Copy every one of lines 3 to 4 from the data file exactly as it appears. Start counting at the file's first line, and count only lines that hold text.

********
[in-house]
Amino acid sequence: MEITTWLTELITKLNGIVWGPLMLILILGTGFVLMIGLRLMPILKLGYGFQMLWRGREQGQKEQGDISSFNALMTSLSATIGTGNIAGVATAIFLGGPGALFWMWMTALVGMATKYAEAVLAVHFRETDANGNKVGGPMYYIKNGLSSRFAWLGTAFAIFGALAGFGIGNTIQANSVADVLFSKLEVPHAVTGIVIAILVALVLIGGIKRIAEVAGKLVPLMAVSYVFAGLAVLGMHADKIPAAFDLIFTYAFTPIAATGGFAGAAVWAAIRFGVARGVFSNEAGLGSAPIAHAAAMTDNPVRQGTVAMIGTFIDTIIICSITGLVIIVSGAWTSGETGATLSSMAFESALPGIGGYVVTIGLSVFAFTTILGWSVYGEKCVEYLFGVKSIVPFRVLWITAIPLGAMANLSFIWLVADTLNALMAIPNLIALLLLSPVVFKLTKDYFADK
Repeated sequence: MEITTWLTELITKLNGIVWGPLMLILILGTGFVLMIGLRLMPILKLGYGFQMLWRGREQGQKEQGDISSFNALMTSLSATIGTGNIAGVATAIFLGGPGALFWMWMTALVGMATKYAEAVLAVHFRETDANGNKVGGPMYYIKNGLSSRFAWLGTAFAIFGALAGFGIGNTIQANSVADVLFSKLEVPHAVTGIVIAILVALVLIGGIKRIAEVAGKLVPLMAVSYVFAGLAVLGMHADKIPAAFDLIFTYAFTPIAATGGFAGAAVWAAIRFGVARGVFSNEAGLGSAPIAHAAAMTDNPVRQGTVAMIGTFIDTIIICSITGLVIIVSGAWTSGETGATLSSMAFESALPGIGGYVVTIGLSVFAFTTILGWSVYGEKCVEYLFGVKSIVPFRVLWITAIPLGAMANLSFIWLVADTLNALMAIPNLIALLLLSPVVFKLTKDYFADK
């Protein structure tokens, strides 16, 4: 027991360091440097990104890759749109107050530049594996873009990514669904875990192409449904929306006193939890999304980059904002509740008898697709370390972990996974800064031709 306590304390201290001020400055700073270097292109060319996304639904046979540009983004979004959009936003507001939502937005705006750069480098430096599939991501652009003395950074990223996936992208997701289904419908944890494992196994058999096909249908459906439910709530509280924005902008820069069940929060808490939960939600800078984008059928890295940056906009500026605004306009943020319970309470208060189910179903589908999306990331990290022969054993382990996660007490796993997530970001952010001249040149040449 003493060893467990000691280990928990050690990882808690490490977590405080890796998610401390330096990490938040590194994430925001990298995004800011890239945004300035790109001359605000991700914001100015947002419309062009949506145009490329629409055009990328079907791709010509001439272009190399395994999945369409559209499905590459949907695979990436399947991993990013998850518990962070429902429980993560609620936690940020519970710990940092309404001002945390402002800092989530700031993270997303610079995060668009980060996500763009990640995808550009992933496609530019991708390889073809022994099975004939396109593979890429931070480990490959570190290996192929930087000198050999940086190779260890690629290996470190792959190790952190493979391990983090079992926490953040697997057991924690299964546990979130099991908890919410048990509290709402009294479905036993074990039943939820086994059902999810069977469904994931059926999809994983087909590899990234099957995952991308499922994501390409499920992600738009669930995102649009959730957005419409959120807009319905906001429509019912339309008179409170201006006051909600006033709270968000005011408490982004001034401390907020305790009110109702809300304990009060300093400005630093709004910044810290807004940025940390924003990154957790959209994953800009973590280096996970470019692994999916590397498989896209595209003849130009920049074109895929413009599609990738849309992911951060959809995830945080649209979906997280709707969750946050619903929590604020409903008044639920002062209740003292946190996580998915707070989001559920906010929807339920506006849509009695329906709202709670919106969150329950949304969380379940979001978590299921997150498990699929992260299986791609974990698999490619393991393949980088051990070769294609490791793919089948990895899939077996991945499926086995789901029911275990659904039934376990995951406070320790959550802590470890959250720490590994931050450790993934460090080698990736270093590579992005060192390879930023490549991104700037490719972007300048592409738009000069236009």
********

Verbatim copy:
Repeated sequence: MEITTWLTELITKLNGIVWGPLMLILILGTGFVLMIGLRLMPILKLGYGFQMLWRGREQGQKEQGDISSFNALMTSLSATIGTGNIAGVATAIFLGGPGALFWMWMTALVGMATKYAEAVLAVHFRETDANGNKVGGPMYYIKNGLSSRFAWLGTAFAIFGALAGFGIGNTIQANSVADVLFSKLEVPHAVTGIVIAILVALVLIGGIKRIAEVAGKLVPLMAVSYVFAGLAVLGMHADKIPAAFDLIFTYAFTPIAATGGFAGAAVWAAIRFGVARGVFSNEAGLGSAPIAHAAAMTDNPVRQGTVAMIGTFIDTIIICSITGLVIIVSGAWTSGETGATLSSMAFESALPGIGGYVVTIGLSVFAFTTILGWSVYGEKCVEYLFGVKSIVPFRVLWITAIPLGAMANLSFIWLVADTLNALMAIPNLIALLLLSPVVFKLTKDYFADK
């Protein structure tokens, strides 16, 4: 027991360091440097990104890759749109107050530049594996873009990514669904875990192409449904929306006193939890999304980059904002509740008898697709370390972990996974800064031709 306590304390201290001020400055700073270097292109060319996304639904046979540009983004979004959009936003507001939502937005705006750069480098430096599939991501652009003395950074990223996936992208997701289904419908944890494992196994058999096909249908459906439910709530509280924005902008820069069940929060808490939960939600800078984008059928890295940056906009500026605004306009943020319970309470208060189910179903589908999306990331990290022969054993382990996660007490796993997530970001952010001249040149040449 003493060893467990000691280990928990050690990882808690490490977590405080890796998610401390330096990490938040590194994430925001990298995004800011890239945004300035790109001359605000991700914001100015947002419309062009949506145009490329629409055009990328079907791709010509001439272009190399395994999945369409559209499905590459949907695979990436399947991993990013998850518990962070429902429980993560609620936690940020519970710990940092309404001002945390402002800092989530700031993270997303610079995060668009980060996500763009990640995808550009992933496609530019991708390889073809022994099975004939396109593979890429931070480990490959570190290996192929930087000198050999940086190779260890690629290996470190792959190790952190493979391990983090079992926490953040697997057991924690299964546990979130099991908890919410048990509290709402009294479905036993074990039943939820086994059902999810069977469904994931059926999809994983087909590899990234099957995952991308499922994501390409499920992600738009669930995102649009959730957005419409959120807009319905906001429509019912339309008179409170201006006051909600006033709270968000005011408490982004001034401390907020305790009110109702809300304990009060300093400005630093709004910044810290807004940025940390924003990154957790959209994953800009973590280096996970470019692994999916590397498989896209595209003849130009920049074109895929413009599609990738849309992911951060959809995830945080649209979906997280709707969750946050619903929590604020409903008044639920002062209740003292946190996580998915707070989001559920906010929807339920506006849509009695329906709202709670919106969150329950949304969380379940979001978590299921997150498990699929992260299986791609974990698999490619393991393949980088051990070769294609490791793919089948990895899939077996991945499926086995789901029911275990659904039934376990995951406070320790959550802590470890959250720490590994931050450790993934460090080698990736270093590579992005060192390879930023490549991104700037490719972007300048592409738009000069236009």